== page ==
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Star Born (Pax/Astra #2)

3.83  ·  Rating Details ·  1,156 Ratings  ·  63 Reviews
When Raf Kurbi's Terran spaceship burst into unexplored skies of the far planet Astra and was immediately made welcome by the natives of a once-mighty metropolis, Kurbi was unaware of three vital things:

One was that Astra already harbored an Earth colony -- descended from refugees from the world of the previous century.

Two was that these men and women were facing the grea
Hardcover, 224 pages
Published 1973 by Littlehampton Book Services Ltd (first published 1957)
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(showing 1-30)
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Matt Sears
Apr 29, 2010 Matt Sears rated it liked it  ·  review of another edition
Shelves: sci-fi, pulp
From my little blog

Right from the start 'Star Born' was an enjoyable read- chapter one has space refugees, stoic merpeople, giant lizards, an ancient evil civilization, and telepathic bunnies! Andre Norton is somewhat respected in Sci-Fi circles, so I did a little research on him. Well, it turns out 'Andre' was actually Alice Norton's pen name, and then later she legally changed her name from Alice to Andre. This lady wrote about 300 books, most which involved swords or la
Dean Sault
Jul 21, 2013 Dean Sault rated it it was amazing  ·  review of another edition
This story is about the human descendants who left Earth in Andre Norton's prior story, The Stars Are Ours. In the time since the refugee humans colonized Astra, tension has grown from the devolved natives of a once great empire that originally populated the planet.

A space exploration ship from Earth arrives at Astra, unaware of the secret human colony or the growing antipathy toward all humans from the planet's original descendants. The newly arrived humans provide valuable technology to the al
Edward McKeown
Jan 09, 2012 Edward McKeown rated it really liked it  ·  review of another edition

Star Born is the exciting sequel to The Star Are Ours. After a nuclear was, a small band of Free Scientists breaks free of the Dark Age being imposed on the shattered Earth by Pax. In a sleeper starship some fity humans escape across space to a world they name Astra to disappear from the pages of human history. They find freedom, but not paradise, on a world that also has fallen from war. The remnants of two native species, the peaceful mer-folk, and the survivors of “Those Others” a xenophobic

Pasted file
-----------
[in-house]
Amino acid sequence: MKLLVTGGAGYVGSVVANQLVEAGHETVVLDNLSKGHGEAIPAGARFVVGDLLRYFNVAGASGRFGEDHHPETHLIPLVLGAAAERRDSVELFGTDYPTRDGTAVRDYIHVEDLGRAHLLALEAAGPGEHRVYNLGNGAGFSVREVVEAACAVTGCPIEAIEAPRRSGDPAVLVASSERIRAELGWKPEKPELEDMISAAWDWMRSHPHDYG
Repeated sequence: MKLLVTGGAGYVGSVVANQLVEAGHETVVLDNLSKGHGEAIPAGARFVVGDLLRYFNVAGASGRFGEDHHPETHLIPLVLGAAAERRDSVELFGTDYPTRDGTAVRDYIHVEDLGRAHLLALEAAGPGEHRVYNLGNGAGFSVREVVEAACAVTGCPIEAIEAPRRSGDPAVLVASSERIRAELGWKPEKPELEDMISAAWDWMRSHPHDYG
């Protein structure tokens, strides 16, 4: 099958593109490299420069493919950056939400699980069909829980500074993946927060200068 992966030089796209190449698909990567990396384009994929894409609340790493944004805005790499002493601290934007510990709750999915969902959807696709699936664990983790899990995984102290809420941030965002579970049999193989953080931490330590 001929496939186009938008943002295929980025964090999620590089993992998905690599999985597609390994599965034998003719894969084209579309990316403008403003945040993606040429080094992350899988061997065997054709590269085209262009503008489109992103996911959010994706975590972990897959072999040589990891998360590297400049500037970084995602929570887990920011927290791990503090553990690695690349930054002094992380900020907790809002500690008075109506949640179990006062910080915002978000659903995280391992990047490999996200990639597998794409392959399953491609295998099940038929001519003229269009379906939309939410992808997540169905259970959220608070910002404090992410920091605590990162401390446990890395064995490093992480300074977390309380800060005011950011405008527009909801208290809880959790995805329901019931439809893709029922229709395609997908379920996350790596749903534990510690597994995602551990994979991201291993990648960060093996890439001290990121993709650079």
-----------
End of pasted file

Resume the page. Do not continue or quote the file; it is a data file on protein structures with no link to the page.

May 04, 2013 Lise rated it liked it  ·  review of another edition
"Star Born" was written in 1957 and is the second novel of the Astra series. As such, you might expect it to be extremely dated. That’s the good thing about Andre Norton. Her focus is on the characters not on technology. Not that it would have mattered in the end, not really. I found "Star Born" among my books and discovered that I hadn’t read it. Shocker, but a pleasant surprise.

Our two main protagonists in "Star Born" are Raf Kurbi from Terra and Dalgard Nordis from Homeport. Like so many of N
"What of our children—the second and third generations born on this new world? They will have no memories of Terra's green hills and blue seas. Will they be Terrans—or something else?"
—Tas Kordov, Record of the First Years

Starborn follows two young men, as their adventures cross paths in enemy territory. The first young man, Dalgard, is of Terran origin, but is more like a new species of human on another planet. His coming-of-age quest becomes a fight to save his people and their allies’ way o
Thom Swennes
This story reads like a 1950’s B-rated movie. This is probably caused from an absence of science and an excess of fiction, which was often the norm for that era. Another eccentric trait of the times and this novel is that characters from the future seem to regress with weapons and clothes to an almost medieval time. Although Andre Norton (pseudonym for Alice Mary Norton) is a prolific and renowned science fiction writer, in my opinion, this isn’t her best work. I found it one dimensional, unimag ...more